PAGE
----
First Ride Review : Pete’s Atherton A150.

Atherton Bikes have taken their time bringing this horse to market and Pete has been finding out if it has indeed been worth the wait.

Sporting its unique additive-manufactured titanium lugs and carbon fibre tubes, the Atherton Bikes A150 stands out even before you’ve swung a leg over it. That its made in Wales makes it stand out that little bit more.

Pete spent a day in the Dyfi getting the measure of the enduro machine fine-tuned by the fastest family going.

Photos by Pete Scullion.

Key features:

  • Fox Float 36 Factory 160mm fork
  • Fox Float X2 Factory shock
  • SRAM XO1 Eagle 12-speed drive
  • Trickstuff Maxima 4-piston brakes
  • Stan’s Flow MK3 Boost wheels
  • Fox Transfer Factory dropper
  • £7,000.00 RRP

On a dark day in the depths of winter, I got a chance to swing my leg over the latest iteration of the Atherton Bikes’ A150 and bag some laps of Dyfi Bike Park to see what the beast can do. I say latest iteration as at the time of writing, there is a new frame inbound with a steeper seat angle.

Unless you’ve been living under a rock, you’ll know that the Atherton Bikes are built with their additive manufactered Ti lug, carbon tube frame. The A150 sporting 150mm travel via a DW6 link and a Horst pivot on the seat stay. This is a far cry from the bike Jamie rode back in 2019, with the bike looking every bit more the right tool for the job than those early offerings.

I’m hoping to get one of these beasts to ride at home to see what it can really do, but for now, here’s my impressions of a short day of uplift at Dyfi Bike Park.

Based around the £7,000 ‘Build 1’ spec, the bike I rode only had a few minor differences. Namely in brakes and dropper. While the Build 1 comes with a Rockshox Reverb dropper and SRAM G2 brakes, this bike came with a Fox Transfer and Trickstuff Maxima brakes. The latter would be the most noticeable difference as I’m sure I have had weaker brakes on my car than the Trickstuff offerings… an eThirteen crank and finishing kit swapped out the stock XO1 crank and Renthal finishing kit.

Otherwise, you get a SRAM XO1 Eagle drivetrain, Fox Factory dampers in the 36 and X2 air units, Stans Flow MK3 wheels, Renthal finishing kit and Continental Der Kaiser tyres. Nothing you’d turn your nose up at and certainly high on anyone’s list for a custom build.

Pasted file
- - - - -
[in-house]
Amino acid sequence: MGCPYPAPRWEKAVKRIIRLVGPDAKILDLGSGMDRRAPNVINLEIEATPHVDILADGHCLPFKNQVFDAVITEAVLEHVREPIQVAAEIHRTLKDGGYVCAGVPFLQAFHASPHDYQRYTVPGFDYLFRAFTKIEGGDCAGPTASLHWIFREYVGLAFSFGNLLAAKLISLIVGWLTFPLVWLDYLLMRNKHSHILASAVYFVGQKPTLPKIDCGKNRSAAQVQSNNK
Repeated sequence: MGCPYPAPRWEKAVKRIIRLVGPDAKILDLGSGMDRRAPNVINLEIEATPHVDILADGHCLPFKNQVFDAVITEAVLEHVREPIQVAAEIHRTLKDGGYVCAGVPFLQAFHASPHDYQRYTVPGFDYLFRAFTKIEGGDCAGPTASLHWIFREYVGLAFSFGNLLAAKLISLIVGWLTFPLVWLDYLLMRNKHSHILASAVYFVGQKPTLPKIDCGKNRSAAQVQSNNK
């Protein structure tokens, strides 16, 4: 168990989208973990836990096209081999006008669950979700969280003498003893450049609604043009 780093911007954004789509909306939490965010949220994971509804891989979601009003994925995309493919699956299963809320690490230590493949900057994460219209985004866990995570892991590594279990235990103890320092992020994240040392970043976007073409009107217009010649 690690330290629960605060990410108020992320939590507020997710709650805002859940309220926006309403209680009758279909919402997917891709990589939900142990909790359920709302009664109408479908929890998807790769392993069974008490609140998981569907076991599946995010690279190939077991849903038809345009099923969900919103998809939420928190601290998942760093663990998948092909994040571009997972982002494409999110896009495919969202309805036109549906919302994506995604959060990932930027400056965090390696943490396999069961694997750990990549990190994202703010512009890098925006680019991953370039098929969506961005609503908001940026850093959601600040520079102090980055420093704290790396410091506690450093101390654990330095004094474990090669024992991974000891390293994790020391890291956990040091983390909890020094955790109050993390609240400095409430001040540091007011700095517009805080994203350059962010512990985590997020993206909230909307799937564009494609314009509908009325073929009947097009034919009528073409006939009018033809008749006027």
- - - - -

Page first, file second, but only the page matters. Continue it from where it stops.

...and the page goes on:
Sizing on the A150 is nothing short of comprehensive. They now offer 22 sizes, a feat they can manage by building every frame to order. Pick your seat tube length and attach a suitable top tube. Boom. Should you be too discerning for your own good, then you can also go all in with custom geometry.

Since I rode this bike, a new A150 has been released, with updates to cable routing, downtube protection, seat angle and seatpost insertion. Size-wise, the steeper seat angle is the only change, but as we were riding shuttles, I didn’t get to test either the outgoing or incoming seat tube angle for climbing.

I would be riding what would now be a size 7. Reach on this size is 460mm with a suitably short seat tube of 395mm. Head angle is 65 degrees, combined with that steeper seat tube angle of 71 degrees (78 degrees effective). Wheelbase is 1226mm with a chainstay of 438mm.

Bike parks are not my forte. Since I started riding bikes, I get to my terminal velocity on a bike far too quickly. The upper reaches of Dyfi Bike Park, therefore, arguably weren’t the best place for me to see what the A150 could do. Anyone who’s tested Dan Atherton & Co.’s handiwork knows, however, that towards the bottom of the hill, instead of the jump line, you can enjoy some suitably spicy natural nonsense before you’re spat out at the car park again.

While on the faster, “easier” 50 Hits, the bike felt calm and composed, I was cruising. Jumps of this calibre terrify me and the sheer walls of slate offered by Mr. Atherton’s kickers didn’t have me gunning for airtime. When things got blown out, rutted and tricky, however, the A150 sings.

Push the A150 harder and it’ll reward you for it. Asking for more. This was without diving into the Fox Factory dials on low and high speed damping either. More just a set the sag and go affair. Daylight wasn’t on our side sadly.

On trails I felt more comfortable on, namely the mad, natural stuff, the A150 was a delight. Light, nimble and with suspension that consumes large hits like a humpback whale eats herring, it’s a real joy when things get messy.

On the chatter, it was hard to tell whether I was running too much low speed compression, had the tyres too firm or those Trickstuff brakes were just overwhelming both the tyres and the dampers. They really are an acquired taste, so utterly brutal in their delivery of power. I am a big fan of grip and I didn’t have the time to get the dampers and tyres dialled in. Hopefully a home lap on the A150 will give me an opportunity to really get it singing.

You can check out the Atherton Bikes A150 on their website here.

Keep your eyes peeled for a full review of the Atherton Bikes A150 soon.